THE GOVERNMENT is set to put shoppers at the heart of the proposals announced in this week’s Queen’s Speech, with consumer rights extended to online downloads and extra powers for Trading Standards officials.
Tomorrow’s speech in the House of Lords, which marks the opening of the new parliamentary year, will see the Queen announce a new Consumer Rights Bill – a move to simplify the process for shoppers who believe they have been wronged.
The new framework will extend to faulty videos, music, games and app downloads, in a move that consumer minister Jo Swinson said would make consumer laws fit for the 21st century and save the economy around £4bn over the next decade.
“We are fully aware that this area of law over the years has become unnecessarily complicated and too confusing, with many people not sure where to turn if they have a problem,” Swinson said. “We are hoping to bring in a number of changes to improve consumer confidence and make sure the law is fit for the 21st century.”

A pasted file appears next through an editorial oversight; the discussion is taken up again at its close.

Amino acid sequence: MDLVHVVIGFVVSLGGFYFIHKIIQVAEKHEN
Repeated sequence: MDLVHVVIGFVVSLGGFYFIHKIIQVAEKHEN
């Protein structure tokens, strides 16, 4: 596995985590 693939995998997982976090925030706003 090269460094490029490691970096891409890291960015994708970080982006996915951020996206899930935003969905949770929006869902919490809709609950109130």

The Queen’s Speech will be pitched to voters as a move to help struggling shoppers, including other proposals such as new powers for Trading Standards officials, which will increase protection against rogue builders. Previous consumer-facing proposals such as minimum alcohol pricing and plain cigarette packaging have been put on hold.
Meanwhile, home secretary Theresa May’s Immigration Bill, which will make it easier for foreign criminals to be deported, as well as cutting entitlements to welfare, will be brought forward. The bill’s acceleration comes as the Conservatives aim to woo back voters who supported Ukip in last week’s local elections.
Other laws expected to be announced tomorrow include civil service reforms and simpler legislation for co-operatives.